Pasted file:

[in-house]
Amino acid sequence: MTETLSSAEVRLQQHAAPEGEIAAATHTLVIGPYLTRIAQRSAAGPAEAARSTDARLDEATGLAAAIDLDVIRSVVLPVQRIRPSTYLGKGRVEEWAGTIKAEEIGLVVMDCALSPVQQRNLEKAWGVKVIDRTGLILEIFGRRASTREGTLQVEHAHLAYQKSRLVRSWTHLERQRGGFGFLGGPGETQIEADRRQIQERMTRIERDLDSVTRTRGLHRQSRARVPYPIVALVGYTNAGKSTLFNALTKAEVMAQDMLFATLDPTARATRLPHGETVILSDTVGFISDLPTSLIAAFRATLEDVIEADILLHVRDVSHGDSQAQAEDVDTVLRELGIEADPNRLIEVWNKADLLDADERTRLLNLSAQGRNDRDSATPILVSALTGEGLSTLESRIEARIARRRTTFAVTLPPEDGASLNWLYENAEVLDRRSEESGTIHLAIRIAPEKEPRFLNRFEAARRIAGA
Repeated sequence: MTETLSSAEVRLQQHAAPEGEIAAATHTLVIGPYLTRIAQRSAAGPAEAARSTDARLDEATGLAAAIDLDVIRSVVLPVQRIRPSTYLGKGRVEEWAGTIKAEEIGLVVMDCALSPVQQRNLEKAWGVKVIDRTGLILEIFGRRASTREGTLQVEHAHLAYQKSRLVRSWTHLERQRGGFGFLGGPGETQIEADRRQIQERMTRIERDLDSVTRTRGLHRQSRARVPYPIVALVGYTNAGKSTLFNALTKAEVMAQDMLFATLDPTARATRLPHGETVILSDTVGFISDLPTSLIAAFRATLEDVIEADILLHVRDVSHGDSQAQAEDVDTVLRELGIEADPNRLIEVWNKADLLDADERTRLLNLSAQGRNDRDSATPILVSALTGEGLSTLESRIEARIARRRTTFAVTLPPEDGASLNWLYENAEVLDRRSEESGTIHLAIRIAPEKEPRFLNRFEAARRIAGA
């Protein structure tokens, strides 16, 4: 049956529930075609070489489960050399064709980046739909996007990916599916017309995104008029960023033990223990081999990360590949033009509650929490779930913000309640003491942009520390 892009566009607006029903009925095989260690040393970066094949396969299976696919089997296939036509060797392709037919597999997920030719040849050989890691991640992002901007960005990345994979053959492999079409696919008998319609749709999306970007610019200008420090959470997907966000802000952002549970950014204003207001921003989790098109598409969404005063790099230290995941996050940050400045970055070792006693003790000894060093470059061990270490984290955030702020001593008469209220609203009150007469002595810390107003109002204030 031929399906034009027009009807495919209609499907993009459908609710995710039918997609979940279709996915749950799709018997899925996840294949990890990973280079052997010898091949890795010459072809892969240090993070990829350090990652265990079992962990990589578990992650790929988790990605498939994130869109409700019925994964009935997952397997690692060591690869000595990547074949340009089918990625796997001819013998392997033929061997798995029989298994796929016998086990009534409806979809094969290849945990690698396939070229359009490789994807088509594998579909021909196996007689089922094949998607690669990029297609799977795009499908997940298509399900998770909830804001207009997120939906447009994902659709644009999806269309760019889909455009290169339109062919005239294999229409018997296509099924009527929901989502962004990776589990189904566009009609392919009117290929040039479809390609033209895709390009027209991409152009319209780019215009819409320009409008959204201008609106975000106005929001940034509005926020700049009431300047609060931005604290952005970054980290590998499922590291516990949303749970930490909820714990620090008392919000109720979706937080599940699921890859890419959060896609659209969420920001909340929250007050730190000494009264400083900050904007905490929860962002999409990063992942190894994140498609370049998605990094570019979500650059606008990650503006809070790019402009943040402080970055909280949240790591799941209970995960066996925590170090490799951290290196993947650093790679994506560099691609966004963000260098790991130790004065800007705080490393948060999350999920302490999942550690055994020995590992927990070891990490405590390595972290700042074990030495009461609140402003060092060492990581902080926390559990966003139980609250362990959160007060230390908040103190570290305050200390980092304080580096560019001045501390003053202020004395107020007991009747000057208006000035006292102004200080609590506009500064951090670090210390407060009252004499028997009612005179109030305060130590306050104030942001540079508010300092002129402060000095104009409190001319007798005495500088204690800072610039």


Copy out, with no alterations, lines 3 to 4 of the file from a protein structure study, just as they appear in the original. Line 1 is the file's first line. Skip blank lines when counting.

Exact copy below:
Repeated sequence: MTETLSSAEVRLQQHAAPEGEIAAATHTLVIGPYLTRIAQRSAAGPAEAARSTDARLDEATGLAAAIDLDVIRSVVLPVQRIRPSTYLGKGRVEEWAGTIKAEEIGLVVMDCALSPVQQRNLEKAWGVKVIDRTGLILEIFGRRASTREGTLQVEHAHLAYQKSRLVRSWTHLERQRGGFGFLGGPGETQIEADRRQIQERMTRIERDLDSVTRTRGLHRQSRARVPYPIVALVGYTNAGKSTLFNALTKAEVMAQDMLFATLDPTARATRLPHGETVILSDTVGFISDLPTSLIAAFRATLEDVIEADILLHVRDVSHGDSQAQAEDVDTVLRELGIEADPNRLIEVWNKADLLDADERTRLLNLSAQGRNDRDSATPILVSALTGEGLSTLESRIEARIARRRTTFAVTLPPEDGASLNWLYENAEVLDRRSEESGTIHLAIRIAPEKEPRFLNRFEAARRIAGA
């Protein structure tokens, strides 16, 4: 049956529930075609070489489960050399064709980046739909996007990916599916017309995104008029960023033990223990081999990360590949033009509650929490779930913000309640003491942009520390 892009566009607006029903009925095989260690040393970066094949396969299976696919089997296939036509060797392709037919597999997920030719040849050989890691991640992002901007960005990345994979053959492999079409696919008998319609749709999306970007610019200008420090959470997907966000802000952002549970950014204003207001921003989790098109598409969404005063790099230290995941996050940050400045970055070792006693003790000894060093470059061990270490984290955030702020001593008469209220609203009150007469002595810390107003109002204030 031929399906034009027009009807495919209609499907993009459908609710995710039918997609979940279709996915749950799709018997899925996840294949990890990973280079052997010898091949890795010459072809892969240090993070990829350090990652265990079992962990990589578990992650790929988790990605498939994130869109409700019925994964009935997952397997690692060591690869000595990547074949340009089918990625796997001819013998392997033929061997798995029989298994796929016998086990009534409806979809094969290849945990690698396939070229359009490789994807088509594998579909021909196996007689089922094949998607690669990029297609799977795009499908997940298509399900998770909830804001207009997120939906447009994902659709644009999806269309760019889909455009290169339109062919005239294999229409018997296509099924009527929901989502962004990776589990189904566009009609392919009117290929040039479809390609033209895709390009027209991409152009319209780019215009819409320009409008959204201008609106975000106005929001940034509005926020700049009431300047609060931005604290952005970054980290590998499922590291516990949303749970930490909820714990620090008392919000109720979706937080599940699921890859890419959060896609659209969420920001909340929250007050730190000494009264400083900050904007905490929860962002999409990063992942190894994140498609370049998605990094570019979500650059606008990650503006809070790019402009943040402080970055909280949240790591799941209970995960066996925590170090490799951290290196993947650093790679994506560099691609966004963000260098790991130790004065800007705080490393948060999350999920302490999942550690055994020995590992927990070891990490405590390595972290700042074990030495009461609140402003060092060492990581902080926390559990966003139980609250362990959160007060230390908040103190570290305050200390980092304080580096560019001045501390003053202020004395107020007991009747000057208006000035006292102004200080609590506009500064951090670090210390407060009252004499028997009612005179109030305060130590306050104030942001540079508010300092002129402060000095104009409190001319007798005495500088204690800072610039």